Lately, I’ve been exploring a room in the house that I have been petrified of most of my life: the kitchen.

Throughout my entire life some of the greatest memories and moments have happened in the kitchens of my mother, both grandmothers, aunts, and friends. The majority of time I have been a spectator.  A minor contributor.  I am one of those people that doesn’t like to try something unless I know that I will be good at it. Cooking has always been something I wanted to do but was a bit nervous about because of the long line of amazing cooks that I come from.  I always felt like the cooks in my family spoke their own language.  Even as an early adult I took a seat and stuck around for the conversation and waited for an invitation to join in the madness.  Nothing was worse than around a holiday.  I waited for someone to ask me to fix a dish.  The lack of an invitation, in my mind, was an indicator that the pros questioned my cooking skills and therefore didn’t ask.  On the rare occasions that I was asked to contribute, I always felt like someone was looking over my shoulder and criticizing my approach or methods.  Occasionally they did, so I would back off and stick to safe dishes and recipes from my “comfort zone” of cooking.  I definitely didn’t want to ruin a holiday meal.

Now that we finally have our own home in Maine and I have time to explore this scary room, I am now working on my cooking skills.  I have a nice, roomy kitchen.  I finally have all of my pots, pans, dishes, and tools in one place.  I have a KitchenAid stand mixer.  Armed with these tools and a ton of encouragement from husband, daughter, and even my little son, I am trying recipes that, at one time, would have made me run in the other direction.  I don’t have anyone looking over my shoulder that has more experience than I.  I can include my daughter as I learn new things, thus boosting her confidence, too.  The way I see it, we are learning together.

It warms my heart to hear my daughter proclaim at dinner, “Mommie, you make the best food ever.  You’re like a chef!”   Those are definitely words that I never thought I would hear.  The other day I realized something… she thinks of my cooking now in the way that I always saw my mother’s (and still do).  The best food ever.  Wow.  Then I started thinking about the “pros” in my life in a different light. The legacy that they have left for me to pass along to my children doesn’t come from the finished product – or the amazing dish – but in the experience of creating something that brings delight to those that gather around their tables. It is in the fellowship.  It is in the conversation that happens around the dinner table.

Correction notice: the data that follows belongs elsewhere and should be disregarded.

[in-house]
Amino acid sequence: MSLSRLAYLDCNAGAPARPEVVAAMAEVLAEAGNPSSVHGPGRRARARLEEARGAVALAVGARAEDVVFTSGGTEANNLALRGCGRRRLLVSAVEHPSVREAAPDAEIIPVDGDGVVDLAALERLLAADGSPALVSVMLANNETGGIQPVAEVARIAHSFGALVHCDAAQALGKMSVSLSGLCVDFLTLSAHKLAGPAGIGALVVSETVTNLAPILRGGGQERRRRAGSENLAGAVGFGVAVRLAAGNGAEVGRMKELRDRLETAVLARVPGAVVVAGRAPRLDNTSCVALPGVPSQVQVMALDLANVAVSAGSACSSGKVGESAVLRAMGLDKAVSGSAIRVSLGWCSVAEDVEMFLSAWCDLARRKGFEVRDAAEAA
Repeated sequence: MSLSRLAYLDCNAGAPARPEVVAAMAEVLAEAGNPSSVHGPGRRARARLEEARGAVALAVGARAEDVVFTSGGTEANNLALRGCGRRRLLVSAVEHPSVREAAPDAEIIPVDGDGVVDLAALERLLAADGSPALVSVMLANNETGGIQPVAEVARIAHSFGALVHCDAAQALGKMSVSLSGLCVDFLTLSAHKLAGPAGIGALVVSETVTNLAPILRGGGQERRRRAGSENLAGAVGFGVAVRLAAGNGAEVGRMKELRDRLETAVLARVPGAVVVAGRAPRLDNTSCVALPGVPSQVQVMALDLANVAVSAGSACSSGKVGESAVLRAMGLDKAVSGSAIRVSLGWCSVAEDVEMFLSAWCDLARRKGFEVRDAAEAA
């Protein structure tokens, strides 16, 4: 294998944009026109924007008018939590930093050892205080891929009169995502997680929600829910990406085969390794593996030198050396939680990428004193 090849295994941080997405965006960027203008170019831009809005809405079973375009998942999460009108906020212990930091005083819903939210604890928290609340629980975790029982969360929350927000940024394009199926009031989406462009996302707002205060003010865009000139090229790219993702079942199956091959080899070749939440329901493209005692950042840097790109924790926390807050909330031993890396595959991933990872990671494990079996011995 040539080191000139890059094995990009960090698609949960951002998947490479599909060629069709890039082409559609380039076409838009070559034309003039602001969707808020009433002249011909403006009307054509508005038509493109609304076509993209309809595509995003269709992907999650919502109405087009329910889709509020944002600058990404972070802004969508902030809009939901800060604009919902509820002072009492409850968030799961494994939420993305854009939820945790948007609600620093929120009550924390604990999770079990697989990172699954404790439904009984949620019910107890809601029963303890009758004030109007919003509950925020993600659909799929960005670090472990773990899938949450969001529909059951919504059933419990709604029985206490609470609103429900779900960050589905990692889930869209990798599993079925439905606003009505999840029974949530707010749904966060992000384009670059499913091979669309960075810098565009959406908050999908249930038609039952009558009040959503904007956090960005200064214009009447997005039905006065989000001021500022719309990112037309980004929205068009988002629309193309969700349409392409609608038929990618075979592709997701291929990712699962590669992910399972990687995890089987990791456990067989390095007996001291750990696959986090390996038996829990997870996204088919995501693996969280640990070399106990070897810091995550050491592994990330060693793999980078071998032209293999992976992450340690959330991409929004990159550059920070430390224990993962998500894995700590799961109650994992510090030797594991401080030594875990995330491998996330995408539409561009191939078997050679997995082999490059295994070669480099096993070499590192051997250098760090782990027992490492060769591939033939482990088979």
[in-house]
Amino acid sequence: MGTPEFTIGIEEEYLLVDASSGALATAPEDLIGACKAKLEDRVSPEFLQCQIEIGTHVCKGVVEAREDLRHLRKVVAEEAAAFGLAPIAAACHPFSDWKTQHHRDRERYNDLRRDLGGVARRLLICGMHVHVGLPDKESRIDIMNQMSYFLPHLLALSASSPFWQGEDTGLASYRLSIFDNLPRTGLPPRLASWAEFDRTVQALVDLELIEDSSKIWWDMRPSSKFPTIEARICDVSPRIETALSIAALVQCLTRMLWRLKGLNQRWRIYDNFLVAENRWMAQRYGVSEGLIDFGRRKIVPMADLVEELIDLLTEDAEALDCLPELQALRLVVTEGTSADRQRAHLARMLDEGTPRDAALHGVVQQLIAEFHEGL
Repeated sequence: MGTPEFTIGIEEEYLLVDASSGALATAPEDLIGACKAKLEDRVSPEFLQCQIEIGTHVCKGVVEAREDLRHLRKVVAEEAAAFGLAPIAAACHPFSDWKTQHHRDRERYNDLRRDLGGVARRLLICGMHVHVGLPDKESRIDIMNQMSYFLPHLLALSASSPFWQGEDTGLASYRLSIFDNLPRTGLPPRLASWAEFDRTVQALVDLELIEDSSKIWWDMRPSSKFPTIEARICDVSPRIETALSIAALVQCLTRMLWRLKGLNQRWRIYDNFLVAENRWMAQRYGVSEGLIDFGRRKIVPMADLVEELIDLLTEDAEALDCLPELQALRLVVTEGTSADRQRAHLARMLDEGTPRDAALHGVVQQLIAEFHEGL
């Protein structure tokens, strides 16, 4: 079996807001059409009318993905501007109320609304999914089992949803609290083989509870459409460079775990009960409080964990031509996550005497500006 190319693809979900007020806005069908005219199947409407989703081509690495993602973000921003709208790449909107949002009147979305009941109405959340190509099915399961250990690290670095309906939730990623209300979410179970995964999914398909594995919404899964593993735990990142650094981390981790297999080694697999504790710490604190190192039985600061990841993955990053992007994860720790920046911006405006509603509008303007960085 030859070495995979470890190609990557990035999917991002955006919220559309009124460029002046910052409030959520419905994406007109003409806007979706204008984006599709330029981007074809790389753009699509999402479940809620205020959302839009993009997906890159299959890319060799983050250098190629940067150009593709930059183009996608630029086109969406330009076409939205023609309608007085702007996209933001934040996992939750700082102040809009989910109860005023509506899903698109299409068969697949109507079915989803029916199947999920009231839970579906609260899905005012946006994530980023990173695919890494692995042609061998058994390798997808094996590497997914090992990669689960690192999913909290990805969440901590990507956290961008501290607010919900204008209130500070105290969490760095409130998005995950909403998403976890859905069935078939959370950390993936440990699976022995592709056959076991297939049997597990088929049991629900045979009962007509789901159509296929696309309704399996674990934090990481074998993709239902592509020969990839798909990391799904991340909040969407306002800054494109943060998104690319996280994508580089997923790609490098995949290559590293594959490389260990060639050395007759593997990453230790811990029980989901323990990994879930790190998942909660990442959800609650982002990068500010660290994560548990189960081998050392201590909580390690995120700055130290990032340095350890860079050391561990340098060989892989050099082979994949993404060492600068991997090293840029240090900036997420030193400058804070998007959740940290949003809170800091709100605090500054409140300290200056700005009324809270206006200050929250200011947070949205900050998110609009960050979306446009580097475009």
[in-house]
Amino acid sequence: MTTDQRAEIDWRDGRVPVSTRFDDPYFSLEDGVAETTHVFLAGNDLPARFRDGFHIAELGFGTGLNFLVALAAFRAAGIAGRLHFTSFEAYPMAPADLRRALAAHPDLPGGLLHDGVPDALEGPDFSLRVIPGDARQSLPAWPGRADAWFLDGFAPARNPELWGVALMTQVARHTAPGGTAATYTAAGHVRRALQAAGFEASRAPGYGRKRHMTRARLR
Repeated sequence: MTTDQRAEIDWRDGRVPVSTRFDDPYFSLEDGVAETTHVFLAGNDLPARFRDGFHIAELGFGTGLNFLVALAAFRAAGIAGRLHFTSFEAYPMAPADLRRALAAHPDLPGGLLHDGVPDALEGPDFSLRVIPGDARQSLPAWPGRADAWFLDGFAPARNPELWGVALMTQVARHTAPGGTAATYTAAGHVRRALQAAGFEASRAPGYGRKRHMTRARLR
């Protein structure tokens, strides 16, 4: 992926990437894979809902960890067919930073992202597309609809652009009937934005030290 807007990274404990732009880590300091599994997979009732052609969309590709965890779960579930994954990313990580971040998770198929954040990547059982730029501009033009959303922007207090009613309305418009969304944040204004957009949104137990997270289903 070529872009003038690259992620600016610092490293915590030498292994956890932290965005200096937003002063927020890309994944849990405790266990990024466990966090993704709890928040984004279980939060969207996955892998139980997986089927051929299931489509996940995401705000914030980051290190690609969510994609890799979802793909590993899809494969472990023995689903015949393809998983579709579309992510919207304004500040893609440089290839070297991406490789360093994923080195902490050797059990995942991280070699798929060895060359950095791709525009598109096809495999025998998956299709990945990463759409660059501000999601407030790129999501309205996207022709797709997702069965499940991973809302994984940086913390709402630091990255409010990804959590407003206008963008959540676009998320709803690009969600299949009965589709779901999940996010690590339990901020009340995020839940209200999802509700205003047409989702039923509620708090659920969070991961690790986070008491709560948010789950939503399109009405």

When we were looking for a house, one of my main stipulations was that we have a formal dining room that we were to use for all of our meals.  No eating in front of the TV.  No food in the living room.  We eat around the table and eat as a family.  I always figured that if we did that while the kids were small and life was less hectic it would be easier to keep that going when they got older.  Now I feel like I can lure them to the table with something more than just food.

The experience doesn’t just happen around the table over a plate of food.  It happens in the preparation.  It happens as I step over my children  playing with pots and pans in the floor while I cook.  It happens as CurlyQ helps me roll out the biscuits.  It happens as she licks the beaters from a cake (she also likes to lick the beaters from mashed potatoes).  It happens as my 13-month-old son turns up his nose at Gerber food and prefers my chicken-n-dumplings.  It happens when my husband compliments me and helps clean up the kitchen after a good meal.

I wouldn’t say that I am a fabulous cook yet.  I wouldn’t even say that I am all that great.  I will say that through my experience in the kitchen I am learning to be a better mother and wife.  I am nourishing and being nourished by my family in a way that I never understood before now.  In the kitchen I am close to my grandmother, Mimim.  As I lovingly pat out the biscuits or give my kids little bites of cheese, I am reminded of all of the moments spent with her in the kitchen.  As I make a cake I am connected to my other grandmother, Grammy.  Whenever we visit her, she always has a fresh cake made and meals prepared ahead of time for our visit.  When I try new recipes I am mindful of my mother – and the things I have learned from her example.

I love to cook now.  One more good by-product of a winter spent in Maine.

Anything to add?


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